Since making the leap up to Xbox One, Forza’s open-world Horizon spinoffs have handily surpassed the more serious Motorsport originals.
What starts as a fun aside from the mainline entries delivered open-road thrills across the Franco-Italian countryside with 2014’s brilliant Forza Horizon 2. Now, Forza Horizon 3 is here to cement its pole position with an even larger and more exhilarating romp across Australia.
Between mud, beaches, country roads, and urban blacktop, there’s a wealth of terrain to cover – and a mind-boggling amount of events and challenges to keep you cruising ever along.
IT’S YOUR FESTIVAL
You’ll still be racing around the outback and showing off some incredible rides, but now you’re driving to amass fans for the fest and help construct new Horizon outposts around the country.
Don’t worry, Forza doesn’t turn into a building simulation or make you micro-manage anything along the way. When you have enough fans tallied, you’ll simply choose one of multiple next destinations based on the type of environment you want to explore next, or press a button to upgrade a location and unlock another wave of events. It’s simple stuff, but helps frame the experience a bit differently than before.
Oh, and you’ll occasionally try to outrun a speeding cargo train, or race a Jeep being swung around a twisting jungle while suspended beneath a helicopter. You know, normal car-driving things.
Horizon 3‘s play area is double the size of the last one, and offers a lot more variance in road types and surroundings. Horizon 2 let you blast through fields and farms and shape your own path to the finish line at times, but Horizon 3 spends even more time off the asphalt.
Agile buggies and meaty mud trucks help you navigate slippery jungle slopes, and you’ll definitely want something grippy for gliding along sandy beaches or across rivers. Horizon 3 also has plenty of paved roads and dirt paths, too, and there’s quite a bit of mixed terrain found during events. In other words, make sure you’ve got the right car for each job.
IT FEELS ENDLESS
Obviously, there are loads of them: some 350 cars in total, ranging from zany supercars like the Centenario and its ilk to old-school rally rides – and even the Warthog from Halo as a special bonus for anyone who has played Halo 5 or The Master Chief Collection.
In terms of real rides, your garage might house everything from a 1965 Alfa Romeo Giulia Sprint GTA Stradale to the Local Motors 2014 Rally Fighter, and from the painfully sluggish and hilariously large 2011 Ford Transit SuperSportVan to the zippy electric dream that is the 2016 Tesla Model S P90D. It’s a brilliantly broad mix.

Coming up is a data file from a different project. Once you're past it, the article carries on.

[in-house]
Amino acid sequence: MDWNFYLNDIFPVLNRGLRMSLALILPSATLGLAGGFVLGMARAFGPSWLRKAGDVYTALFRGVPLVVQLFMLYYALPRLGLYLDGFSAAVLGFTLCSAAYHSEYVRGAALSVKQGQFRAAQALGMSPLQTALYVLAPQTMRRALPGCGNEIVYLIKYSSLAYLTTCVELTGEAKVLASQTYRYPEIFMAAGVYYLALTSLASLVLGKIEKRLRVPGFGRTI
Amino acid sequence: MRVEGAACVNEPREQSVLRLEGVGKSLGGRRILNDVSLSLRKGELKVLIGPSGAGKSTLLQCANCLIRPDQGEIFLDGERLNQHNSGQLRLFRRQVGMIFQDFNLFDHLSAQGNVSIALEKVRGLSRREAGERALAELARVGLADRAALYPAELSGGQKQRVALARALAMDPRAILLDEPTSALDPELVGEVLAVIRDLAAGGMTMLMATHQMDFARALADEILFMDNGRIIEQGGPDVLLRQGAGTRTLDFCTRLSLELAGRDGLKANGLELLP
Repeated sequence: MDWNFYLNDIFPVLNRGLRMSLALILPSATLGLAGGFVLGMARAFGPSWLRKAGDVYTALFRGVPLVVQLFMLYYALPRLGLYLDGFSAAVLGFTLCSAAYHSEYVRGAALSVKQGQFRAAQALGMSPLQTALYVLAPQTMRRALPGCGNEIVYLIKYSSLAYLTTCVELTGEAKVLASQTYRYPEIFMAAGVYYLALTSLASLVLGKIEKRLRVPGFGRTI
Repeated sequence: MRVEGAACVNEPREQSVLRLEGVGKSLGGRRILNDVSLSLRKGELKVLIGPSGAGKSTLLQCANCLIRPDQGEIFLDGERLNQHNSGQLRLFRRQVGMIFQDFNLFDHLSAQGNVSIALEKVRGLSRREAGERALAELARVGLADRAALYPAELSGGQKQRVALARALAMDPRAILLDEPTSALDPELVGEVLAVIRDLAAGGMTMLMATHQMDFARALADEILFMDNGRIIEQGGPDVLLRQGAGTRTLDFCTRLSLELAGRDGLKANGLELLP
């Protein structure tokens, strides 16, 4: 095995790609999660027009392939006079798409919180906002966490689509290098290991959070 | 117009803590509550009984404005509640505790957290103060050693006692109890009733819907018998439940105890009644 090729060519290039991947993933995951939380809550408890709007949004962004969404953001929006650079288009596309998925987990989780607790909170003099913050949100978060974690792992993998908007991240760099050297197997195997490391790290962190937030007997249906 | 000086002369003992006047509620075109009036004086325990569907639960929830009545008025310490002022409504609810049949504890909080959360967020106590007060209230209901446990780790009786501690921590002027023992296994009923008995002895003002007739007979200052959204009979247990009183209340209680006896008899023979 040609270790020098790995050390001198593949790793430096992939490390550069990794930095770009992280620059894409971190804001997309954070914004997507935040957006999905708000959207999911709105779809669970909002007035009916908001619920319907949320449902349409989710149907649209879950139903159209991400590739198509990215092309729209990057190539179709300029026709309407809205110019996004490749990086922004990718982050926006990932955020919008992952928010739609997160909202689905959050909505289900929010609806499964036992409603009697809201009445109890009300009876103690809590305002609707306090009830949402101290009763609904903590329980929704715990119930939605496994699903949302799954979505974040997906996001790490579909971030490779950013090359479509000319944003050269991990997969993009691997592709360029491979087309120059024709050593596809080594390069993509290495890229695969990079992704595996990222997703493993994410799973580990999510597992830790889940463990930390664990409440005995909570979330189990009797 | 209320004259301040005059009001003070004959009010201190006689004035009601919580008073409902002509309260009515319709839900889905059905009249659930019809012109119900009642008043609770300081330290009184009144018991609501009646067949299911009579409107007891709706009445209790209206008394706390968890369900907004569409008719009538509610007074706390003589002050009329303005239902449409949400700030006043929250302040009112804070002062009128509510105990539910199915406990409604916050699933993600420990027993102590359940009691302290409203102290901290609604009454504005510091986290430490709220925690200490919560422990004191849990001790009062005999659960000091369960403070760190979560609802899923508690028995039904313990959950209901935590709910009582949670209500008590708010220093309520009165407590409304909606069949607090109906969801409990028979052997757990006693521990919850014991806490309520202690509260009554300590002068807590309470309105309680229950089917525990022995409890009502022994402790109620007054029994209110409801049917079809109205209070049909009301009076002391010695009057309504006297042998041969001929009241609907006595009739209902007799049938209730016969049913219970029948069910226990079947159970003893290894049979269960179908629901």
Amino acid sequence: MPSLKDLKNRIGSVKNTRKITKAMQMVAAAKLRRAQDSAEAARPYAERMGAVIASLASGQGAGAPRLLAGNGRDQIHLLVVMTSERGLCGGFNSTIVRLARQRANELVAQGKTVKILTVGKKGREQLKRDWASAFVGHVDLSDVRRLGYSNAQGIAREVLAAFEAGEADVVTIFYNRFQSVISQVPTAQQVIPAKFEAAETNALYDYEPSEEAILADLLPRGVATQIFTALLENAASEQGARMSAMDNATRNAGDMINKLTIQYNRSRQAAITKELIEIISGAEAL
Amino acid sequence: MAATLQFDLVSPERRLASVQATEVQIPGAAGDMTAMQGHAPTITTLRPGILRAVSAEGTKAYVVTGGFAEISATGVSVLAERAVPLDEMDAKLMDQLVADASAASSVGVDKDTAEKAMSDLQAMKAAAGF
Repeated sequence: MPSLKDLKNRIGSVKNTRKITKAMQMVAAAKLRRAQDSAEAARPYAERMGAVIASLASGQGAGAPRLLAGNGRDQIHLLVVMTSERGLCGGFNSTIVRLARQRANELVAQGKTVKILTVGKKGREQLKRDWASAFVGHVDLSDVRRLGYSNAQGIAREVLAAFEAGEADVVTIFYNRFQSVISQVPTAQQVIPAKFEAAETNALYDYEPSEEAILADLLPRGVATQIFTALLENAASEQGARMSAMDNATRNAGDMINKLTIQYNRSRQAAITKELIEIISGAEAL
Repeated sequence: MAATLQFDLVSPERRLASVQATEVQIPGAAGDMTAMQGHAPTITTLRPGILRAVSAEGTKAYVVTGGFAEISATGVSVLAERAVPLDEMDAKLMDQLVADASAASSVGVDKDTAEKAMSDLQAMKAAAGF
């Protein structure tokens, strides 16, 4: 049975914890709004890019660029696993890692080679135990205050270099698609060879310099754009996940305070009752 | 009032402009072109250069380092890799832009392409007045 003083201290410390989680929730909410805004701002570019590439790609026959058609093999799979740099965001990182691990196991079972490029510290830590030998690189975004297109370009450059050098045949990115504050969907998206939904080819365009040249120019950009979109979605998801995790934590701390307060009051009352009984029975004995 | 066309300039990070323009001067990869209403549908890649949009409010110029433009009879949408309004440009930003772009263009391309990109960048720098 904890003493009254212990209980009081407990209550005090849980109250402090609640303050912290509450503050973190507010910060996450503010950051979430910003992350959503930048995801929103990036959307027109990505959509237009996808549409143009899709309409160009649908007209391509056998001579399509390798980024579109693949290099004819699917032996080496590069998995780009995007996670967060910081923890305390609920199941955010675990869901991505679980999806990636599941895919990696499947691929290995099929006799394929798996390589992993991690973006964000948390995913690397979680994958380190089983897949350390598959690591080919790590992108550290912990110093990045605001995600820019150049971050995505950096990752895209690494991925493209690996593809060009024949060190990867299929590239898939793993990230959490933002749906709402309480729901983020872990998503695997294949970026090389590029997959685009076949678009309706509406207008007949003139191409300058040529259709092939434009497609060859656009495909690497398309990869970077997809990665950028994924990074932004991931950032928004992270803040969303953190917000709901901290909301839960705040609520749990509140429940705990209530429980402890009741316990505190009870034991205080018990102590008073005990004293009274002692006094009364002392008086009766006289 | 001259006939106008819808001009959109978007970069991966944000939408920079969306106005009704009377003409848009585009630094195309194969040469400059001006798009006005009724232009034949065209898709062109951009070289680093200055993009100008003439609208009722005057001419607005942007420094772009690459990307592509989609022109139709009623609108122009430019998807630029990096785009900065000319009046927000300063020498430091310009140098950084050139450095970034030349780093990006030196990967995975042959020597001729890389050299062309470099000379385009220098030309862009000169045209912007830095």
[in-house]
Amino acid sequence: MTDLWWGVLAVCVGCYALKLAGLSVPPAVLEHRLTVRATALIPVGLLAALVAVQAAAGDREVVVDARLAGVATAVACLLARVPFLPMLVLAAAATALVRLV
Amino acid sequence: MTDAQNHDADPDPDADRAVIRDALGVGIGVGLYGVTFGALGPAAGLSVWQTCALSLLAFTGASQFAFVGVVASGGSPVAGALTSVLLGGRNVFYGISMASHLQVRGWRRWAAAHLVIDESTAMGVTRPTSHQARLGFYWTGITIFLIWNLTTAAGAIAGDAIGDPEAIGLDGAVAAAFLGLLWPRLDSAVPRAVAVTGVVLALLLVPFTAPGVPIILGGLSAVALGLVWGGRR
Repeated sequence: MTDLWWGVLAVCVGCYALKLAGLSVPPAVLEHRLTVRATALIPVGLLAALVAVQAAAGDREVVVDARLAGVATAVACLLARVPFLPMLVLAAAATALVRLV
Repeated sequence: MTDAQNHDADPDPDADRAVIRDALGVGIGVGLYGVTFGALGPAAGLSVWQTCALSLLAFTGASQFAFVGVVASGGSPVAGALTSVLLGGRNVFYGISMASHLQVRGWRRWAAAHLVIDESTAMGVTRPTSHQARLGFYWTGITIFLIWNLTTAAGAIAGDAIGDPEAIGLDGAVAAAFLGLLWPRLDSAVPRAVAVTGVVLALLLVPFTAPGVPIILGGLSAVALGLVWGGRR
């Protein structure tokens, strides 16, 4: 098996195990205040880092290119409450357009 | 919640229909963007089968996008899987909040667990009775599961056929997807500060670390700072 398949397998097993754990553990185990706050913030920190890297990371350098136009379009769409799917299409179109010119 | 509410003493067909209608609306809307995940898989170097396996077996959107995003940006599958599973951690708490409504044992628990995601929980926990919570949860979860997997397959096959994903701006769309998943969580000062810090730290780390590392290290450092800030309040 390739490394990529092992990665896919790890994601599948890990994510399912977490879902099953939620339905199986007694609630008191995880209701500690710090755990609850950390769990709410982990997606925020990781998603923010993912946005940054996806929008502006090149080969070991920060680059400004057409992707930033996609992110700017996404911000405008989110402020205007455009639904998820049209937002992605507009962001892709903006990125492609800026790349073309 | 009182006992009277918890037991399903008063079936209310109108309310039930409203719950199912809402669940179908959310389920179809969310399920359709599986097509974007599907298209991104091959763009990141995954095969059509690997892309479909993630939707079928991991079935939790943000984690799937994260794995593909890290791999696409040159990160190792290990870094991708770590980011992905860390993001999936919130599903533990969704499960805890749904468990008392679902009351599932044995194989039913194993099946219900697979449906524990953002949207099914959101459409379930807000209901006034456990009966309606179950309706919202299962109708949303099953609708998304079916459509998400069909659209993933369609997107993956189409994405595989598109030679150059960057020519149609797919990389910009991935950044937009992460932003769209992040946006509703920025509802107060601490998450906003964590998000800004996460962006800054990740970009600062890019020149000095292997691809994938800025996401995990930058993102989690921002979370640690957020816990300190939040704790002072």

You’ve got loads of opportunities to drive it all, too. Beyond the championship races and exhibitions that further the festival’s cause, there’s an absolutely immense amount of stuff to do.
You’ve got wild bucket list events, PR stunts, speed trap challenges, barn finds (which hide classic cars to recover), illicit street races, signs to smash through, and roads to discover. You can custom-tweak any championship and share it with friends or the wider community too.
ON THE ROAD
There’s Xbox Live play too, naturally. In addition to cruising around your own world with the A.I.-powered Drivatar versions of your Xbox Live pals and club mates, Forza Horizon 3 is the most online-friendly entry to date.
Now you and three other mates can jump into campaign co-op in an instant, whether you’re playing on Xbox One or PC. Better yet, that shared progress carries back into your solo campaign.
The Online Adventure mode lets up to 12 people group up and go on a cross-country journey, making multiple stops along the way for races and party games – and also tallying up XP earned by driving recklessly (sorry, stylishly) from point to point. It’s a blast, and it gives Horizon 3 even more meat on its bones than it seems at first glance.
You can also recruit your online Drivatar friends into your crew, and hiring and firing them to earn bonus rewards plus there’s the auction house and player-created liveries to download. Just when you think you’ve seen every feature, it tosses a couple more your way. It’s mad, really.
For the most part, Forza Horizon 3 keeps the same style and structure as 2014’s entry – which makes sense, given how much fun that was. It was gorgeous a couple of years back, and Horizon 3 looks a smidge better, delivering dazzling effects across the island. Powering through the pouring rain from cockpit view is amazing.
It’s also the first game to offer high-dynamic range (HDR) support on the Xbox One S – in fact, it’s the first game to offer HDR anywhere, and it looks incredible.
HDR essentially adds far greater contrast, which means brighter whites combined with darker blacks in a single image. When you’re in a race that moves from night to sunrise, you sure will be impressed by it. What’s more, there’s an increase in perceived detail – everything just looks crisper.
In short, if your TV can handle HDR you should definitely give Forza Horizon 3 a go.
There are harder-core simulation experiences out there and certainly more raucous, arcade-style affairs – this isn’t Burnout, to be sure. While some players might want more of one extreme or the other, Forza Horizon 3 nails that sweet spot of being fun but not silly or obnoxious, and serious but crucially not too serious.
For racing fans who only have a PlayStation 4, Forza Horizon 3 will surely make an Xbox One S or gaming-capable PC a mighty tempting proposition, especially with Gran Turismo Sport predictably delayed into 2017.
Really, it’s tough to ding the game for anything significant at all. It’s the kind of game we can see ourselves playing for 100 hours or more; in fact, that sounds like a fine plan.